“What? No. They’re gonna get married.”
“Oh, no,” she scoffed with a shake of her head. “A tiger does not mate with a mouse, only another tiger.”
“Well, I think in this instance, Miguel was going to make an exception.”
“My son does not make exceptions, but he would not have to, in your case.”
“You are not a tiger,” she mused, “but you are a cat nonetheless.”
“Am I?” I snickered, having fun talking to her.
She laughed, and the sound, deep and rich, made me smile. “You are beautiful—a panther compared to the lamb that Dalvon is.”
“I’ve never been called a jungle cat before,” I teased.
Inés shook her head. “It is the truth I speak. If Dalvon were here today, my conniving son and daughter would have taken me from here to use as leverage against Miguel, who would not even have known I was taken until he got back from his business trip.”
“He does a lot of traveling, huh?”
“Yes, but even when he is home, he lives in the house in Valencia, not here. I think he stays away because of your brother.”
“Your brother does not help Miguel entertain when he is home, will not meet his business associates, and will not oversee the companies here on the island that Miguel would like him to simply check in on.”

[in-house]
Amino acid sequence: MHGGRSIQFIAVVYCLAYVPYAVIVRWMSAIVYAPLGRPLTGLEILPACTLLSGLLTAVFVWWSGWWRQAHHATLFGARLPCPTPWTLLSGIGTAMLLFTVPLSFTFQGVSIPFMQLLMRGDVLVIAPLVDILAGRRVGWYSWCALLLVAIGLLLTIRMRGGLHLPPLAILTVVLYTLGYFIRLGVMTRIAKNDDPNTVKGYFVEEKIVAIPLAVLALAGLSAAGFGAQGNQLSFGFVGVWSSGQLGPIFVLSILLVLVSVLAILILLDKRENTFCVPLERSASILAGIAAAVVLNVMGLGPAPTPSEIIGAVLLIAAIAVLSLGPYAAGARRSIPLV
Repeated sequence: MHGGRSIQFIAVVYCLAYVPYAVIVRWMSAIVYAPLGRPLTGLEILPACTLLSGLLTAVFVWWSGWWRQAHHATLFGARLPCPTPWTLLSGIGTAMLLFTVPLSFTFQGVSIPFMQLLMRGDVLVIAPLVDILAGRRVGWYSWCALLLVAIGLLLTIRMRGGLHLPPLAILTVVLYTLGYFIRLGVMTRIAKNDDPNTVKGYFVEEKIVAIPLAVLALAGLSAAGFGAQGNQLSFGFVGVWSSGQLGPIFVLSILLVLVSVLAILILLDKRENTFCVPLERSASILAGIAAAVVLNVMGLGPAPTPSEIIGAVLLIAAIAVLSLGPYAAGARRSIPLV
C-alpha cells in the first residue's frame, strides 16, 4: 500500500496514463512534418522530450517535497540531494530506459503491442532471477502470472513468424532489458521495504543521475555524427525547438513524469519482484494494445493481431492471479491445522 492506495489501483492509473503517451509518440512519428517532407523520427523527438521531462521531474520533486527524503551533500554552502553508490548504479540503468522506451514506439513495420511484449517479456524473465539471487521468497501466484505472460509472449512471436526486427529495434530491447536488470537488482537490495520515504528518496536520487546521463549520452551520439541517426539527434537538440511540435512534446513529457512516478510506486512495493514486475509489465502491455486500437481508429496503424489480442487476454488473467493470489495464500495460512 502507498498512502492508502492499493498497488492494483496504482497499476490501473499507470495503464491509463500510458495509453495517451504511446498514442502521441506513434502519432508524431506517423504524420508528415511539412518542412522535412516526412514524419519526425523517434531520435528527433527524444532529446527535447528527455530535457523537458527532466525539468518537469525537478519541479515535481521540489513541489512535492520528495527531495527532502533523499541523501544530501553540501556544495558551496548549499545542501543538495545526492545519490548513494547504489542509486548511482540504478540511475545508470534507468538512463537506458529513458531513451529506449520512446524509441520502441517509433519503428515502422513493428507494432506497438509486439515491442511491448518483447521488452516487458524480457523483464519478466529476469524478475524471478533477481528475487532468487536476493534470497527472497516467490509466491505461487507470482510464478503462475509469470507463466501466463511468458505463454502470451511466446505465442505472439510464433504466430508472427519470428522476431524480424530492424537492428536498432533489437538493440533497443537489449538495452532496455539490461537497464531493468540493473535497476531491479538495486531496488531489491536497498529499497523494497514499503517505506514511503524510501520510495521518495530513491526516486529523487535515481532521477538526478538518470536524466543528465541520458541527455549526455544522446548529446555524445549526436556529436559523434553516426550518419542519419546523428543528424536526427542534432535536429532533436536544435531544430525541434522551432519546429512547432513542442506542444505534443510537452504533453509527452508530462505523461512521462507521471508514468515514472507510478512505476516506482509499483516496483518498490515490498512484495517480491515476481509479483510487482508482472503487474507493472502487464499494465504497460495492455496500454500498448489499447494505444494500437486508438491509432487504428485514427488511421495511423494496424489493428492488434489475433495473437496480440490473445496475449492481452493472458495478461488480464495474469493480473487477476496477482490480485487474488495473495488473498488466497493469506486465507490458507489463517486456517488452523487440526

“He’s not good with that stuff. He’s better one-on-one with the guy he loves.”
“Dalvon preferred to go to the clubs with Miguel than to stay home.”
“Clubbing’s fun,” I said, just to be saying something. I hadn’t been clubbing in years. Even when I got to the island, to Ibiza, and even though I loved trance and techno music, Dalvon hadn’t been able to drag me out with him. I was done with the scene, my dancing days finished after I got my undergrad degree. I preferred walking through town, eating at the cafés there, strolling the bougainvillea-littered streets, and soaking in the history and culture.